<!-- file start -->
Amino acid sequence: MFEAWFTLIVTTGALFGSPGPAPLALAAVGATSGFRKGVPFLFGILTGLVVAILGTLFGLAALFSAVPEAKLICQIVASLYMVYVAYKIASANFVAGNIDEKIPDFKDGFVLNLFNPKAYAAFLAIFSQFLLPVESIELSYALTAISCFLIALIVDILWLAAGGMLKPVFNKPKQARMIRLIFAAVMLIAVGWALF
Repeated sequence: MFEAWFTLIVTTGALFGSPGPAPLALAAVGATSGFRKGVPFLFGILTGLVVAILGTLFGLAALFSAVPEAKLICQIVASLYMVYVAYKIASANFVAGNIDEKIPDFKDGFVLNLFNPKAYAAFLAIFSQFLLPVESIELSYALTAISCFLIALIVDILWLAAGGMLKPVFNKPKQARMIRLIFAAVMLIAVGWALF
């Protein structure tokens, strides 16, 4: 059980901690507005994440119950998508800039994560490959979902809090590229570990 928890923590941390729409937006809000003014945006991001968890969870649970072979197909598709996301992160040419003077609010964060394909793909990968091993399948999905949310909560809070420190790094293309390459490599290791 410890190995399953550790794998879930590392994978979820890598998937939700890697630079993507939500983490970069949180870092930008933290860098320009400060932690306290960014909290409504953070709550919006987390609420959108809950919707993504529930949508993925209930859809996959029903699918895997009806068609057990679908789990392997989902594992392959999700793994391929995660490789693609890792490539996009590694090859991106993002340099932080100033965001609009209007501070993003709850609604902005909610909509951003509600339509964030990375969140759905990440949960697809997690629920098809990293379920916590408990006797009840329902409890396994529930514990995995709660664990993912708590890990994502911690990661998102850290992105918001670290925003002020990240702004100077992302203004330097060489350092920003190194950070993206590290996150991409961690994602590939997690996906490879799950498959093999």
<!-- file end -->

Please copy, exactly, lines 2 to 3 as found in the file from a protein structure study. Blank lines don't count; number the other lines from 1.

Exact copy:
Repeated sequence: MFEAWFTLIVTTGALFGSPGPAPLALAAVGATSGFRKGVPFLFGILTGLVVAILGTLFGLAALFSAVPEAKLICQIVASLYMVYVAYKIASANFVAGNIDEKIPDFKDGFVLNLFNPKAYAAFLAIFSQFLLPVESIELSYALTAISCFLIALIVDILWLAAGGMLKPVFNKPKQARMIRLIFAAVMLIAVGWALF
């Protein structure tokens, strides 16, 4: 059980901690507005994440119950998508800039994560490959979902809090590229570990 928890923590941390729409937006809000003014945006991001968890969870649970072979197909598709996301992160040419003077609010964060394909793909990968091993399948999905949310909560809070420190790094293309390459490599290791 410890190995399953550790794998879930590392994978979820890598998937939700890697630079993507939500983490970069949180870092930008933290860098320009400060932690306290960014909290409504953070709550919006987390609420959108809950919707993504529930949508993925209930859809996959029903699918895997009806068609057990679908789990392997989902594992392959999700793994391929995660490789693609890792490539996009590694090859991106993002340099932080100033965001609009209007501070993003709850609604902005909610909509951003509600339509964030990375969140759905990440949960697809997690629920098809990293379920916590408990006797009840329902409890396994529930514990995995709660664990993912708590890990994502911690990661998102850290992105918001670290925003002020990240702004100077992302203004330097060489350092920003190194950070993206590290996150991409961690994602590939997690996906490879799950498959093999």